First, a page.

ASP-Style ADP Parser for AOLserver 3.x


It is sometimes convenient in a dynamic page (such as ADPs) to put HTML code inside the control structure. For example:

  while {[ns_db getrow $db $row]} {
    Blah <%=[ns_set get $row blah]%>
    ...more html code goes here...

This is how ASPs work. Using current ADPs you would not be able to do this, instead you would have to do:

  while {[ns_db getrow $db $row]} {
    ns_adp_puts "Blah [ns_set get $row blah]"
    ns_adp_puts "...more html code goes here..."

If you have a lot of HTML putting everything in a ns_adp_puts is rather inconvenient. To get around this we've built an ASP-style ADP parser which handles pages like the first example above. The parser is an AOLserver module which nicely hooks into AOLserver.


First, you will need to compile the module. Start by downloading the tarball. Next untar it, the directory you untar it in will depend on which makefile you use. If you have the entire source tree you should untar it in the root of the source tree (it will untar nicely into its own directory). If not it doesn't really matter where you put it. If you untared into the root of the source tree simply run make in the directory it created. If you didn't untar it there, you will need to set the Makefile.withOutSrc to your makefile (so do a mv Makefile.withOutSrc Makefile), inspect the file to see if there is anything you need to change, and run make.

Second, copy the compiled module into your AOLserver /bin directory. The compiled module is named For example, cp /usr/local/AOLserver/bin.

Third, modify your nsd.tcl (or nsd.ini) to load the module and map the parser to the desired file extensions. To load the module add the following line in your ns/server/vserver/module section

ns_param nsAspStyleAdps

On our test server our modules section now looks like:

ns_section "ns/server/server1/modules"
ns_param nssock
ns_param nscp 
ns_param nslog
ns_param nsAspStyleAdps

Next tell AOLserver to use the new parser as the default parser or with only the specified file extensions. Our parser's name is aspStyle. To make AOLserver use it as the default parser you would add a:

ns_param DefaultParser "aspStyle"

to your ns/server/vserver/adp section. Alternativly, you could tell AOLserver to only use our parser with certain file extensions. Do this by adding a line (or lines) to your ns/server/vserver/adp/parsers section mapping the parser to the desired file extensions. For example:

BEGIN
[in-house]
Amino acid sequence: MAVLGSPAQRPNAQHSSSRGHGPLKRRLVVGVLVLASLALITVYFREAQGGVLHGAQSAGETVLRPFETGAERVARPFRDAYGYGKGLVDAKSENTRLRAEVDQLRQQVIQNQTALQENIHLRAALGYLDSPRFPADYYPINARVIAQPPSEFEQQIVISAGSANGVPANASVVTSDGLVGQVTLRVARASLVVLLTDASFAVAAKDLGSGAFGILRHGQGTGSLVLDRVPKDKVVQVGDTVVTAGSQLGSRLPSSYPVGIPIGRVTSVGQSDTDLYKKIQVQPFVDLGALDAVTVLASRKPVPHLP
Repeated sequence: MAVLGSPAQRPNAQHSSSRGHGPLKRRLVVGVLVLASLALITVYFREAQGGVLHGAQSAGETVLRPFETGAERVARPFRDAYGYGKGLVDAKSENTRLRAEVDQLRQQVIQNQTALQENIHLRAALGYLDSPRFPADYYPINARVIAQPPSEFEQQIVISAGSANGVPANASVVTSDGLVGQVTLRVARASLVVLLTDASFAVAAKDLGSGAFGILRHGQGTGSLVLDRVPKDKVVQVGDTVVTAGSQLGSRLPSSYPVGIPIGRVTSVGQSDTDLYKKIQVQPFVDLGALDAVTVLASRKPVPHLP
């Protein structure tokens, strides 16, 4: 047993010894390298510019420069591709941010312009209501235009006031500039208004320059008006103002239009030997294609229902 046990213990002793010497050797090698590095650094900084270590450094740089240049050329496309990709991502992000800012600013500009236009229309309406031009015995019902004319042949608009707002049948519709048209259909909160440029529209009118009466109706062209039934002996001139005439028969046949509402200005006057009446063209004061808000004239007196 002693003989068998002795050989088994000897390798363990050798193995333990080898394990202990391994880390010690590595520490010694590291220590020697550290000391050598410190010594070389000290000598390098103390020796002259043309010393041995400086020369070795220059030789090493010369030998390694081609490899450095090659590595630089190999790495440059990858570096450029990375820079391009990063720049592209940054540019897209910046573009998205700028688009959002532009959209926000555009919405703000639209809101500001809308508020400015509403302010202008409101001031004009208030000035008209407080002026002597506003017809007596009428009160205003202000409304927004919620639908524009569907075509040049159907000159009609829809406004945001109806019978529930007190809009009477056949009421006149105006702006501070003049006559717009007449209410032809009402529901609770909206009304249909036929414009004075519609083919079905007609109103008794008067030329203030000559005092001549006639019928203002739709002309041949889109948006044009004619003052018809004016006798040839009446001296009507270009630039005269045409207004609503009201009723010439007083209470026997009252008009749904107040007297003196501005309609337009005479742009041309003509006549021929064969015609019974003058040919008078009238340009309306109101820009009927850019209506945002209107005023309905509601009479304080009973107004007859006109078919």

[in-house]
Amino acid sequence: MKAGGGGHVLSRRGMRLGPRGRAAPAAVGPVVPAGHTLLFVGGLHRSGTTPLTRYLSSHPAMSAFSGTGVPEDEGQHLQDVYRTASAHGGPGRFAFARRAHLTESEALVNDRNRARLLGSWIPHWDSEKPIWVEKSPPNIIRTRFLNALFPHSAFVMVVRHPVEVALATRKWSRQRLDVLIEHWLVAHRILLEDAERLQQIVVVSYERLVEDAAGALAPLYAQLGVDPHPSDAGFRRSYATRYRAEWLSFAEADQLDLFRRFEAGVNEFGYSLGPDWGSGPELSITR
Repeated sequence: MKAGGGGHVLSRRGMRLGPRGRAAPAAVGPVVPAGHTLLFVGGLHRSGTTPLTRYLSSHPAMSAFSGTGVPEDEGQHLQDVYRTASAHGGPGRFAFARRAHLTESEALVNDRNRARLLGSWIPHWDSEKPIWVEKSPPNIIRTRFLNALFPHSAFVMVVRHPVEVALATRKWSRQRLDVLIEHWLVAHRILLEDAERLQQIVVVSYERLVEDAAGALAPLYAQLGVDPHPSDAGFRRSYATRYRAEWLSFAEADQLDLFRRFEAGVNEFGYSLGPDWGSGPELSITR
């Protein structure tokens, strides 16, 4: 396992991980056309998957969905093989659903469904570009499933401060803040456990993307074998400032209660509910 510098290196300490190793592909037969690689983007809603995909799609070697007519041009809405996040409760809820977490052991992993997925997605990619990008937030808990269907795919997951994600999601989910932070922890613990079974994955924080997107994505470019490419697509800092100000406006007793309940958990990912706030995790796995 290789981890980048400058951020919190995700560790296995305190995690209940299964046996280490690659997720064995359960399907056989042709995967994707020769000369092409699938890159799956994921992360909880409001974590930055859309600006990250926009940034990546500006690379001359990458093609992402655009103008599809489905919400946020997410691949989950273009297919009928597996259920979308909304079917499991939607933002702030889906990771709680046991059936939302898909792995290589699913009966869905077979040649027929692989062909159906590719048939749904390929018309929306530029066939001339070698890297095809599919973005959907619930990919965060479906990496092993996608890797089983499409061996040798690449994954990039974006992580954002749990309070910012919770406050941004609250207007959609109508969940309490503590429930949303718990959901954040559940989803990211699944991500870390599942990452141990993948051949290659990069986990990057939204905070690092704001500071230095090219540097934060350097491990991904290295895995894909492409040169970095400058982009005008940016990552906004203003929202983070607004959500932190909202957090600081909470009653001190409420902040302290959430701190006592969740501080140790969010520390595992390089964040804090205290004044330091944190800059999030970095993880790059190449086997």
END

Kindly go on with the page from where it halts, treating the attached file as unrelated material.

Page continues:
ns_section "ns/server/server1/adp/parsers"
ns_param "aspStyle" ".asp"
ns_param "adp"      ".adp"
ns_param "fancy"    ".fadp"

The above tells AOLserver to use our aspStyle parser for all .asp pages, the standard adp parser for all .adp pages, and the fancy parser for .fadp pages. For more information about configuring your ADP section see the AOLserver Administrator's Guide.

Fourth and Last, restart your AOLserver and test the parser. To test the parser run the test.adp included in the tarball (you'll need to copy it to your pageroot) and check the Server Log for errors.


An ADP parser works by "compiling" a page into text and script chunks. Then NsAdpEval writes the text chunks out and executes the script chunks with Tcl_Eval. Our ADP parser makes everything a giant script chunk and puts a ns_adp_puts around any would-be text chunks. This idea was suggested by Rob Schoening. Besides allowing partial Tcl statements it also gives us "page scope" variables for AOLserver 2.1.

Potential Performance Penalties

Potential being the keyword here. Originally I thought that writing everything out with ns_adp_puts would significantly slow things down. Then I realized that instead of making a call to Tcl_Eval for every script chunk we now just call it once. Thus reducing overhead associated with each Tcl_Eval call. Does the performance penalties of calling ns_adp_puts outweigh the performance gain of one Tcl_Eval call? We don't really know. If you have any insight, let us know.

The other possible performance penalty is the parser itself (actually reading the file and building the script chunk). The parser does a bit more work, but this should be insignificant though. Especially since "compiled" pages are cached.


getHTTP | ASP-Style ADP Parser | ADPs for AOLserver 2.1

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